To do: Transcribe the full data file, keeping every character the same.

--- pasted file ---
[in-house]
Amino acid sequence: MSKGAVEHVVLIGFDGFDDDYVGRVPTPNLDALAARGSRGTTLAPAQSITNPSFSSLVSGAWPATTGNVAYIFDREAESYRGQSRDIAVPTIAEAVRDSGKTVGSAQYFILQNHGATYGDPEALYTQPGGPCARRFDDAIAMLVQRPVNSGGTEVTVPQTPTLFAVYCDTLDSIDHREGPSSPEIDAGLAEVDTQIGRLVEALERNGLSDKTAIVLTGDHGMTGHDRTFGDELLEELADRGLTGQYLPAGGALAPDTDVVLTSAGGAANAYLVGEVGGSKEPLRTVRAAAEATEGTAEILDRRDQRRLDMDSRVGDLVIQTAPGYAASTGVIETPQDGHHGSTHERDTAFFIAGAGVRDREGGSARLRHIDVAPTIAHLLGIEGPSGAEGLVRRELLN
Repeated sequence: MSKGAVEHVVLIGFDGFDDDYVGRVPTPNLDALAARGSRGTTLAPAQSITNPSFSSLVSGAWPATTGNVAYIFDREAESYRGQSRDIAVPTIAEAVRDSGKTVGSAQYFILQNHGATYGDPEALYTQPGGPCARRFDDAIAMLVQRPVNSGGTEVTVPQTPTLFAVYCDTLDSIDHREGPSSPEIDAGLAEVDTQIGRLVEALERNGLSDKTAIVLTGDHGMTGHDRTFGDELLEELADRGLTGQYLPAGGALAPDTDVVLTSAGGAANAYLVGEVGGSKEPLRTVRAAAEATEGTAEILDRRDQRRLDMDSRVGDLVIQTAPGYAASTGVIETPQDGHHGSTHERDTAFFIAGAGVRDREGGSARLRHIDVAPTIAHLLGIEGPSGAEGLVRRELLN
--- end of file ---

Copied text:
[in-house]
Amino acid sequence: MSKGAVEHVVLIGFDGFDDDYVGRVPTPNLDALAARGSRGTTLAPAQSITNPSFSSLVSGAWPATTGNVAYIFDREAESYRGQSRDIAVPTIAEAVRDSGKTVGSAQYFILQNHGATYGDPEALYTQPGGPCARRFDDAIAMLVQRPVNSGGTEVTVPQTPTLFAVYCDTLDSIDHREGPSSPEIDAGLAEVDTQIGRLVEALERNGLSDKTAIVLTGDHGMTGHDRTFGDELLEELADRGLTGQYLPAGGALAPDTDVVLTSAGGAANAYLVGEVGGSKEPLRTVRAAAEATEGTAEILDRRDQRRLDMDSRVGDLVIQTAPGYAASTGVIETPQDGHHGSTHERDTAFFIAGAGVRDREGGSARLRHIDVAPTIAHLLGIEGPSGAEGLVRRELLN
Repeated sequence: MSKGAVEHVVLIGFDGFDDDYVGRVPTPNLDALAARGSRGTTLAPAQSITNPSFSSLVSGAWPATTGNVAYIFDREAESYRGQSRDIAVPTIAEAVRDSGKTVGSAQYFILQNHGATYGDPEALYTQPGGPCARRFDDAIAMLVQRPVNSGGTEVTVPQTPTLFAVYCDTLDSIDHREGPSSPEIDAGLAEVDTQIGRLVEALERNGLSDKTAIVLTGDHGMTGHDRTFGDELLEELADRGLTGQYLPAGGALAPDTDVVLTSAGGAANAYLVGEVGGSKEPLRTVRAAAEATEGTAEILDRRDQRRLDMDSRVGDLVIQTAPGYAASTGVIETPQDGHHGSTHERDTAFFIAGAGVRDREGGSARLRHIDVAPTIAHLLGIEGPSGAEGLVRRELLN